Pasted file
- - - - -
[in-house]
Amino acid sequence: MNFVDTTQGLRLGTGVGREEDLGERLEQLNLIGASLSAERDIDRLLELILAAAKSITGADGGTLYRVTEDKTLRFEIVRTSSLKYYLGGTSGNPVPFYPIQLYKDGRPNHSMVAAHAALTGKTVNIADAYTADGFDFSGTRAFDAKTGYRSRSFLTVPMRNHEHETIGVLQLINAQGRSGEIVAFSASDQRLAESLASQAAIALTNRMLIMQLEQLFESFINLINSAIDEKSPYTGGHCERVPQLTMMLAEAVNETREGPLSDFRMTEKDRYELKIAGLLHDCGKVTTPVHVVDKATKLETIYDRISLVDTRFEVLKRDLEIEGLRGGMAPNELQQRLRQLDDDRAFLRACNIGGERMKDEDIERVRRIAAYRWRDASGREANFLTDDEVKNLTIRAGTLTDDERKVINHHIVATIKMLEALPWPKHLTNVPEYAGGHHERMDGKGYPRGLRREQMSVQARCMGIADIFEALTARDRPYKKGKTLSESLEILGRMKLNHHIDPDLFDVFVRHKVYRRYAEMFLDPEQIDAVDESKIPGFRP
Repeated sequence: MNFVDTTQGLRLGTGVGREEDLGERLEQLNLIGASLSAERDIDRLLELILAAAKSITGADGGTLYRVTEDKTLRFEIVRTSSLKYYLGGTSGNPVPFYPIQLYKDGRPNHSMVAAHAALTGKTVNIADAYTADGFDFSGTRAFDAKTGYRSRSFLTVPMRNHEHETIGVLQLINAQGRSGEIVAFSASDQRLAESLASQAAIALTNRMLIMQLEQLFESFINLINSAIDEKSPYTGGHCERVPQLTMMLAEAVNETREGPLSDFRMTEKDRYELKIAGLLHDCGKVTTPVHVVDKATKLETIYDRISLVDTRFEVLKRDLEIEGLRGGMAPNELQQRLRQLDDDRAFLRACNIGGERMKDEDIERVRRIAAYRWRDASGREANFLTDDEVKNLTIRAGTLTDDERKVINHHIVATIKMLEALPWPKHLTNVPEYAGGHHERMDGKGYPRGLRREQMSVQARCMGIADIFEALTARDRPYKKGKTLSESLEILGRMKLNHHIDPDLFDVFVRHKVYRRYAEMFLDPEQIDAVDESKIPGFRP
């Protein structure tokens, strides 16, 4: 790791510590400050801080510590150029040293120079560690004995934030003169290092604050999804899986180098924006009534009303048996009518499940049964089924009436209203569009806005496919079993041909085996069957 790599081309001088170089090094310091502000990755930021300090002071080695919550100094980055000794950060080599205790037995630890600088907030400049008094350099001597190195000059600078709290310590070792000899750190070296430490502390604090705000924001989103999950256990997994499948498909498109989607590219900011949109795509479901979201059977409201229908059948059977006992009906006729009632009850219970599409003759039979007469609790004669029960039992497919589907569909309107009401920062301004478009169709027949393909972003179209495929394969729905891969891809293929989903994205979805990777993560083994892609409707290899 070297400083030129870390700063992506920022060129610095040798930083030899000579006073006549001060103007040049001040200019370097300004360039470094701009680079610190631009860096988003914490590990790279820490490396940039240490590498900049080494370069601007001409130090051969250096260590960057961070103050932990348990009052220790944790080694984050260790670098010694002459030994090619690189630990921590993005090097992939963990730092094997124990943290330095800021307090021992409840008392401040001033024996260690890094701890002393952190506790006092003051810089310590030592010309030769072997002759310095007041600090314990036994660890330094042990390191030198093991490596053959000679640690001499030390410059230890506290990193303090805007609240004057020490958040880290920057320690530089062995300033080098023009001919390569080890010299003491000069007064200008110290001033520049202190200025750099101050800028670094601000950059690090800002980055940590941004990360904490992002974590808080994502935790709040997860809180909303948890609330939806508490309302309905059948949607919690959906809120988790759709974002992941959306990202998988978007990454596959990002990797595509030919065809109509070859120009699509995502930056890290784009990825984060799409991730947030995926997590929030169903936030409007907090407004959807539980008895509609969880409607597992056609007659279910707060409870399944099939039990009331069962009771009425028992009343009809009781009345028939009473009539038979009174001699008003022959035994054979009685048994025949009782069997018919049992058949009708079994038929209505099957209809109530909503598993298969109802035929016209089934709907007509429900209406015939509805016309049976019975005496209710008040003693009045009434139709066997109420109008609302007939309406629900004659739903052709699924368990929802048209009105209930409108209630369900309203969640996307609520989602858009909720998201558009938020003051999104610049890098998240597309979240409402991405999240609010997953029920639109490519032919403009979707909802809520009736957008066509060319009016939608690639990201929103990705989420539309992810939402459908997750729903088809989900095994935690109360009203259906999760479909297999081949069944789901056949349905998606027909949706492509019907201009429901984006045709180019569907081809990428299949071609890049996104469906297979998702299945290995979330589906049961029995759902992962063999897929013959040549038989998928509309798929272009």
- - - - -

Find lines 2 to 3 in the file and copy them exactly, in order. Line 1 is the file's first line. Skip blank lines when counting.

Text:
Amino acid sequence: MNFVDTTQGLRLGTGVGREEDLGERLEQLNLIGASLSAERDIDRLLELILAAAKSITGADGGTLYRVTEDKTLRFEIVRTSSLKYYLGGTSGNPVPFYPIQLYKDGRPNHSMVAAHAALTGKTVNIADAYTADGFDFSGTRAFDAKTGYRSRSFLTVPMRNHEHETIGVLQLINAQGRSGEIVAFSASDQRLAESLASQAAIALTNRMLIMQLEQLFESFINLINSAIDEKSPYTGGHCERVPQLTMMLAEAVNETREGPLSDFRMTEKDRYELKIAGLLHDCGKVTTPVHVVDKATKLETIYDRISLVDTRFEVLKRDLEIEGLRGGMAPNELQQRLRQLDDDRAFLRACNIGGERMKDEDIERVRRIAAYRWRDASGREANFLTDDEVKNLTIRAGTLTDDERKVINHHIVATIKMLEALPWPKHLTNVPEYAGGHHERMDGKGYPRGLRREQMSVQARCMGIADIFEALTARDRPYKKGKTLSESLEILGRMKLNHHIDPDLFDVFVRHKVYRRYAEMFLDPEQIDAVDESKIPGFRP
Repeated sequence: MNFVDTTQGLRLGTGVGREEDLGERLEQLNLIGASLSAERDIDRLLELILAAAKSITGADGGTLYRVTEDKTLRFEIVRTSSLKYYLGGTSGNPVPFYPIQLYKDGRPNHSMVAAHAALTGKTVNIADAYTADGFDFSGTRAFDAKTGYRSRSFLTVPMRNHEHETIGVLQLINAQGRSGEIVAFSASDQRLAESLASQAAIALTNRMLIMQLEQLFESFINLINSAIDEKSPYTGGHCERVPQLTMMLAEAVNETREGPLSDFRMTEKDRYELKIAGLLHDCGKVTTPVHVVDKATKLETIYDRISLVDTRFEVLKRDLEIEGLRGGMAPNELQQRLRQLDDDRAFLRACNIGGERMKDEDIERVRRIAAYRWRDASGREANFLTDDEVKNLTIRAGTLTDDERKVINHHIVATIKMLEALPWPKHLTNVPEYAGGHHERMDGKGYPRGLRREQMSVQARCMGIADIFEALTARDRPYKKGKTLSESLEILGRMKLNHHIDPDLFDVFVRHKVYRRYAEMFLDPEQIDAVDESKIPGFRP